Focusing on the delivery and operation of ASKAP and SKA.
CSIRO's priorities to meet Australia’s objectives in radio astronomy are the delivery and operation of the new Australian Square Kilometre Array Pathfinder (ASKAP) telescope in Western Australia, and the Square Kilometre Array (SKA). In recognition of these priorities, over the past decade CSIRO has been directing resources from existing telescopes, including Mopra, to ASKAP and SKA activities. The astronomy community is fully aware of this process.
The decision to construct ASKAP and the establishment of the powerful new Atacama Millimeter/submillimeter Array (ALMA) telescope in Chile, which operates in similar wavelength ranges to Mopra, resulted in CSIRO seeking other funding sources for Mopra. As a result, the National Astronomical Observatory of Japan and the Universities’ of NSW and Adelaide have supported most of the operating cost of Mopra, in an arrangement that began in 2012 and which concludes in October 2015.
In July 2014, CSIRO announced that it would cease funding Mopra operations from October 2015. This is consistent with the redirection of CSIRO’s resources to the ASKAP telescope.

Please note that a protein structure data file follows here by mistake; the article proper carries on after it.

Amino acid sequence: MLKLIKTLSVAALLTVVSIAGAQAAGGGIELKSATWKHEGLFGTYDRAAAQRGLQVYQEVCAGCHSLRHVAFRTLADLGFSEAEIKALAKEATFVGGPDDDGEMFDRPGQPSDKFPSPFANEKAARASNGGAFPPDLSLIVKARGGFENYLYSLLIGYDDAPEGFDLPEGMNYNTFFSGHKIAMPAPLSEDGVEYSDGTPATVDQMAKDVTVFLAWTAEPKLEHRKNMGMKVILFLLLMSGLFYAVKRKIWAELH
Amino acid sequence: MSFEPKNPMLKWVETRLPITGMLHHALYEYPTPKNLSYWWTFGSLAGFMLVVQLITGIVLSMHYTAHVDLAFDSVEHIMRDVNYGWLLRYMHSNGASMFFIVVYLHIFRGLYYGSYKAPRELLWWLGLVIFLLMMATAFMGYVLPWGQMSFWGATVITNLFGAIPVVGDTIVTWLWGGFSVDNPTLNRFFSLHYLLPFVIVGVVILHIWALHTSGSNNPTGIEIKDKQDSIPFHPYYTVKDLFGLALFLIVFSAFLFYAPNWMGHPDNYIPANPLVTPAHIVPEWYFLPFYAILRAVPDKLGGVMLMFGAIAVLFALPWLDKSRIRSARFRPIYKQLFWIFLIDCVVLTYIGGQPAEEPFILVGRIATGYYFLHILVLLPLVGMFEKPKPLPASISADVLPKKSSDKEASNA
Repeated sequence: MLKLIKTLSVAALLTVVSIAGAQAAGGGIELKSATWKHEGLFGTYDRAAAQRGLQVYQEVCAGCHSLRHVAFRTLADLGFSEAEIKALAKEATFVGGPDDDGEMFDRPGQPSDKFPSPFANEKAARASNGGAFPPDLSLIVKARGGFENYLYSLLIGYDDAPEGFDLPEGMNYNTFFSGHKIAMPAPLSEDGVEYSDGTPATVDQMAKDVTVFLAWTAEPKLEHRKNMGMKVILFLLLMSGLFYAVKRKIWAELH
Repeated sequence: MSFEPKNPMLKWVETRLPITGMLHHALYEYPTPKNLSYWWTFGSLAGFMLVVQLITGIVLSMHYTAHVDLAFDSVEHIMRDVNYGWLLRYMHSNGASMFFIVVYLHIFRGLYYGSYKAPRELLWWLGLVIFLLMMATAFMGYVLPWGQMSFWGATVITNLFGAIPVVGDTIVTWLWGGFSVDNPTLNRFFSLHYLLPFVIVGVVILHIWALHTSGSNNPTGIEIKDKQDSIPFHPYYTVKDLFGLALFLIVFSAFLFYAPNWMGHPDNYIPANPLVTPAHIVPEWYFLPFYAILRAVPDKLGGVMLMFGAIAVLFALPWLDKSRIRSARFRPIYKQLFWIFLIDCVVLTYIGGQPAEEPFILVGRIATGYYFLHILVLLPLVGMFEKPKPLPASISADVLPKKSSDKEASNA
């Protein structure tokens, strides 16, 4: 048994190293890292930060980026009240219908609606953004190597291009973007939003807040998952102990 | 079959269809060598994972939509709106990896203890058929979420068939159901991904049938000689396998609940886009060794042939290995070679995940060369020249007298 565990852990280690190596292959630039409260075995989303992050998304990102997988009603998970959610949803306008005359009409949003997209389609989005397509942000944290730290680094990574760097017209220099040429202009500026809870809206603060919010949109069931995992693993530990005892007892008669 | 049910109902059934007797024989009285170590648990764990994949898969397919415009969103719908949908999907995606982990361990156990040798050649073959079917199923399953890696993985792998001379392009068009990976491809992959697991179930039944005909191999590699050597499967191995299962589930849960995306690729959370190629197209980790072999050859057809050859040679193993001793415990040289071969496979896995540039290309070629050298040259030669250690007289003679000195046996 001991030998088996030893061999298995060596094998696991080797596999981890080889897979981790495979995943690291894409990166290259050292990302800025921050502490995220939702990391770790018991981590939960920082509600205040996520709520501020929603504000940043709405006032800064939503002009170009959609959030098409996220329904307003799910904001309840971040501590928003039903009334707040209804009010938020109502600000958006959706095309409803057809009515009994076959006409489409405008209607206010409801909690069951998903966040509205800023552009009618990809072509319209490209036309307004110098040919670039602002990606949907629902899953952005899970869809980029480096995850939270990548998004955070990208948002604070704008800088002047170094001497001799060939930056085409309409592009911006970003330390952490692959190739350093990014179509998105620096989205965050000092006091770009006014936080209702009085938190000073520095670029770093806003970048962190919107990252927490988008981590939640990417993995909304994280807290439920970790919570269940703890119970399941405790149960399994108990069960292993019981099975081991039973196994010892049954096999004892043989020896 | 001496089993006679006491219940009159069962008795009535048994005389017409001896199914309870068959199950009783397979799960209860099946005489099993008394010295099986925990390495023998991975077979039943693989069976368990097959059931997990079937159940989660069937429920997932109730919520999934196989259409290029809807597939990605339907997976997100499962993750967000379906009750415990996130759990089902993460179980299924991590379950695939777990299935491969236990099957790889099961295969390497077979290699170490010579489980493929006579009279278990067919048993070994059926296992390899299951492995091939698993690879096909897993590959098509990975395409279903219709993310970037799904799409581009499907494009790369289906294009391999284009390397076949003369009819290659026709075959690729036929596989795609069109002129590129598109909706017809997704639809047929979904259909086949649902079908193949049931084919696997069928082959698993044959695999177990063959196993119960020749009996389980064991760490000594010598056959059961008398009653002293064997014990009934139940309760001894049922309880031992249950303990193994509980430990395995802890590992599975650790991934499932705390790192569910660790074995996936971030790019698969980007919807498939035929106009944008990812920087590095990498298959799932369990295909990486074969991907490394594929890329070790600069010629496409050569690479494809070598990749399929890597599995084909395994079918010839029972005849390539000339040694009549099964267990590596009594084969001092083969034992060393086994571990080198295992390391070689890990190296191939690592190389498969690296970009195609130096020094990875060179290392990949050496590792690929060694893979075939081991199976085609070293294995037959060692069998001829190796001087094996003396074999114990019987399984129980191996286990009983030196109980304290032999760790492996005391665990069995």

The Team Mopra Kickstarter campaign has achieved its target of $65,000. The $65,000 is proposed to cover part of costs to keep the telescope in operation for another three years to complete, and extend, a survey of our galaxy that is currently underway.
The reality is that to keep the telescope open requires significantly more funds and a UNSW-led consortium has made an application to the Australian Research Councils LIEF (Linkage, Infrastructure, Equipment and Facilities) scheme to keep the telescope operating for the additional three years.
In a typical year Mopra operations primarily cover the period April to October, as this is the usual "winter semester" when conditions are best for millimetre wave observations.
CSIRO will put the telescope into a "standby" state and if the ARC grant is successful (the outcome is expected late 2015), will allow the consortium to take over the site and pay all operating costs. If the consortium is not successful CSIRO will close the facility permanently.
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